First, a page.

When you open the financial section of the newspaper, there is a section where you can see the stocks listed in the country. In that table, you can see the 52-week high and low price of the stocks listed in the country’s stock market index.
Looking at today’s Straits Times, I could see that, for example, SIA Engineering closed at $3.45 yesterday. The 52-week high price was $4.378 and the 52-week low price was $3.34. Another example, Capitaland closed at $2.26 yesterday and the 52-week high price was $2.19 and the 52-week low price was $3.93. In fact, all stocks in the world will be trading in between or at the 52-week high or low price (DUH!). How come there are such huge changes in the price within one year? How come a share of a company can be worth $4 today and $5 tomorrow? Can the value of the business such as SIA Engineering change so much within one year? The answer is the value changes extremely little as compared to the stock price. The stock price moves according to the buyers and sellers in the market (supply and demand) and the price of the stock on a particular day does not necessarily reflect the real business value. For example, during a market crash, the prices of stocks plummet like crazy but has the value of the businesses changed overnight? Certainly not.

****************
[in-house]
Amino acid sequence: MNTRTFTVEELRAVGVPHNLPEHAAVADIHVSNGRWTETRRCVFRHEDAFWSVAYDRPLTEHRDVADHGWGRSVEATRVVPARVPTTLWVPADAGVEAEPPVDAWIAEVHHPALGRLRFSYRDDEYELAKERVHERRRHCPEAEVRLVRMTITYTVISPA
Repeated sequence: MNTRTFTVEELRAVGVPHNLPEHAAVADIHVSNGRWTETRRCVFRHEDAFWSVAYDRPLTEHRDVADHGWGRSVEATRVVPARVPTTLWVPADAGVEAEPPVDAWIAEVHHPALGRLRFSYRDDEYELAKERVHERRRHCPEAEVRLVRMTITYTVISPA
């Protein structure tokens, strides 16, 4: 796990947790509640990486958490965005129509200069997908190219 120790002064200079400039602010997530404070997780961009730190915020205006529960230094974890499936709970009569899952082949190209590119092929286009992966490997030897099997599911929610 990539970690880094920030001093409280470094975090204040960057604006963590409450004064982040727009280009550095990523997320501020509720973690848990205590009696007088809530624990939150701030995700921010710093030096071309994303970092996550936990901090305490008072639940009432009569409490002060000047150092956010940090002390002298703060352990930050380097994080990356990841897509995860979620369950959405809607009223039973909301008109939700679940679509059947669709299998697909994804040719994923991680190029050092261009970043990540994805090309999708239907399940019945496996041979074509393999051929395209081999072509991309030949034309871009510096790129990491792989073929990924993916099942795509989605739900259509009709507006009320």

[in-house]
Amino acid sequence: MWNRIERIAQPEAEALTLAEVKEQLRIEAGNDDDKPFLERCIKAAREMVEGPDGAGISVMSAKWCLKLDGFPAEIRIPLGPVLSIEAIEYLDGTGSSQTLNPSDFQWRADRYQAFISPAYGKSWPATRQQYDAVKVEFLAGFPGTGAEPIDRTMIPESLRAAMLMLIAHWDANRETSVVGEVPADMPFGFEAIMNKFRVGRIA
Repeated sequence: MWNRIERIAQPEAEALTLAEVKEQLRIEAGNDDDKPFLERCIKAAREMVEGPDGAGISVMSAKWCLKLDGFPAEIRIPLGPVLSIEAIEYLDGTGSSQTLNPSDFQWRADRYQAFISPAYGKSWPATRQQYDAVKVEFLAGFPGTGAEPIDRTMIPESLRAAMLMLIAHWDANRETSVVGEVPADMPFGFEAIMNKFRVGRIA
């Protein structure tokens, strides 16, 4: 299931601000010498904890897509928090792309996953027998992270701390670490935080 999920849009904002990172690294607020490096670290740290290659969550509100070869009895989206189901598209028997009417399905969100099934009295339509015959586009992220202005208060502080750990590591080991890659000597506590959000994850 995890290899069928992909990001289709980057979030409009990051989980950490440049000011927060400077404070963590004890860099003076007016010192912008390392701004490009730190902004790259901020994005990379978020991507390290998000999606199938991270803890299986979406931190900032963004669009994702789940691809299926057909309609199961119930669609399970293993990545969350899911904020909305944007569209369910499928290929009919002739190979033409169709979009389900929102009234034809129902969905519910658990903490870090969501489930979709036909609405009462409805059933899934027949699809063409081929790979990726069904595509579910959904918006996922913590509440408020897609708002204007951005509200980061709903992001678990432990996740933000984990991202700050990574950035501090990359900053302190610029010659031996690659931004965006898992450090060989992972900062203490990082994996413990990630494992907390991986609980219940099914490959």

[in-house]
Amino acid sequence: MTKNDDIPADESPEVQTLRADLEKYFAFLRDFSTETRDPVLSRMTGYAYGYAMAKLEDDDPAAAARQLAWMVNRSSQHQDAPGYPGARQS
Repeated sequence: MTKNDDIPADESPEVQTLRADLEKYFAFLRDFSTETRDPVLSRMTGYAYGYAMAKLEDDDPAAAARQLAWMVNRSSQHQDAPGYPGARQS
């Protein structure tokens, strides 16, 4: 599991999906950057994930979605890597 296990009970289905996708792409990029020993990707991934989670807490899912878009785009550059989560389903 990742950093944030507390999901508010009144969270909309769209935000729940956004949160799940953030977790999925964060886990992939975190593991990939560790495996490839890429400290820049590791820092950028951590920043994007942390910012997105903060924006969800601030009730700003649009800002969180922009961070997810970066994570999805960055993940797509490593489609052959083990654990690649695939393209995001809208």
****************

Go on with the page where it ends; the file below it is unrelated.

The table below shows the differences between stocks and business:
As seen above, the value of the business can change according to the cash produced (profits) by the company. The risk is a decline in business value but this certainly doesn’t happen overnight. When investors believe that the company will do well, they buy the stock in huge chunks and push the price up and the contrary is true as well.
In conclusion, stock price is not equal to the value of the business. The value of the business does not change overnight unlike the stock price which can go up 8% in one day and drop 4% the next.
One thought on “Stock Price Fluctuation = Business Value Fluctuation?”
though the value of the business does not change overnight, the way of valuing a business does change in short period sometimes, e.g. 1997 Asian financial crisis, 2000 dot com bubble, 2008 financial crisis. PE, PB attached could change drastically over a short period due to tight liquidity and gloomy prospects. If I did not remember wrongly, Cisco has been earning much more than what it earned in & before 2000, even after it has issued large quantity of options, but its price is far from its price in 2000.